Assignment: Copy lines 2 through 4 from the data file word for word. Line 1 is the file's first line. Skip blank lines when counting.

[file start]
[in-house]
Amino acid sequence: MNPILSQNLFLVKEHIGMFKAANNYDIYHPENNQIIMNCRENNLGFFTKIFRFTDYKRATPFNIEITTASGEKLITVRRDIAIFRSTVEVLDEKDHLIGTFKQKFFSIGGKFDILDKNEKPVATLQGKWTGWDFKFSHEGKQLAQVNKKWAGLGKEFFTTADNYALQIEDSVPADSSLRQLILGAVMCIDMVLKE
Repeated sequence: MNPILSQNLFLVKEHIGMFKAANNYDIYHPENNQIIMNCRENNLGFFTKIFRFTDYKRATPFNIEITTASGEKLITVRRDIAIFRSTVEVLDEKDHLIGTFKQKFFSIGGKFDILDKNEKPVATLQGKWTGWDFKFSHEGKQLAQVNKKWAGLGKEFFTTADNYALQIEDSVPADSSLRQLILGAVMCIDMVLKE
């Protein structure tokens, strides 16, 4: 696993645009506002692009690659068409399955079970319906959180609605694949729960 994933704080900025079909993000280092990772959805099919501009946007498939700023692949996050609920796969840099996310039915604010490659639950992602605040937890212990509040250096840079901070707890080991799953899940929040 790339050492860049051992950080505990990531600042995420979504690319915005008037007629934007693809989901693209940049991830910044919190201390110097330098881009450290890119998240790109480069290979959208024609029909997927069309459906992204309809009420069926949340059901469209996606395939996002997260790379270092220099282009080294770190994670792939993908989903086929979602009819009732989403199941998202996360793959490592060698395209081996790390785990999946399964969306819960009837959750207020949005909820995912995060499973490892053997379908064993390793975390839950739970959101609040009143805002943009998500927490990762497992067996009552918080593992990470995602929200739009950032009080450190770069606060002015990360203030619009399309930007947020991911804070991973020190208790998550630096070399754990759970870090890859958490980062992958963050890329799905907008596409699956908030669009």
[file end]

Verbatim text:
Amino acid sequence: MNPILSQNLFLVKEHIGMFKAANNYDIYHPENNQIIMNCRENNLGFFTKIFRFTDYKRATPFNIEITTASGEKLITVRRDIAIFRSTVEVLDEKDHLIGTFKQKFFSIGGKFDILDKNEKPVATLQGKWTGWDFKFSHEGKQLAQVNKKWAGLGKEFFTTADNYALQIEDSVPADSSLRQLILGAVMCIDMVLKE
Repeated sequence: MNPILSQNLFLVKEHIGMFKAANNYDIYHPENNQIIMNCRENNLGFFTKIFRFTDYKRATPFNIEITTASGEKLITVRRDIAIFRSTVEVLDEKDHLIGTFKQKFFSIGGKFDILDKNEKPVATLQGKWTGWDFKFSHEGKQLAQVNKKWAGLGKEFFTTADNYALQIEDSVPADSSLRQLILGAVMCIDMVLKE
């Protein structure tokens, strides 16, 4: 696993645009506002692009690659068409399955079970319906959180609605694949729960 994933704080900025079909993000280092990772959805099919501009946007498939700023692949996050609920796969840099996310039915604010490659639950992602605040937890212990509040250096840079901070707890080991799953899940929040 790339050492860049051992950080505990990531600042995420979504690319915005008037007629934007693809989901693209940049991830910044919190201390110097330098881009450290890119998240790109480069290979959208024609029909997927069309459906992204309809009420069926949340059901469209996606395939996002997260790379270092220099282009080294770190994670792939993908989903086929979602009819009732989403199941998202996360793959490592060698395209081996790390785990999946399964969306819960009837959750207020949005909820995912995060499973490892053997379908064993390793975390839950739970959101609040009143805002943009998500927490990762497992067996009552918080593992990470995602929200739009950032009080450190770069606060002015990360203030619009399309930007947020991911804070991973020190208790998550630096070399754990759970870090890859958490980062992958963050890329799905907008596409699956908030669009």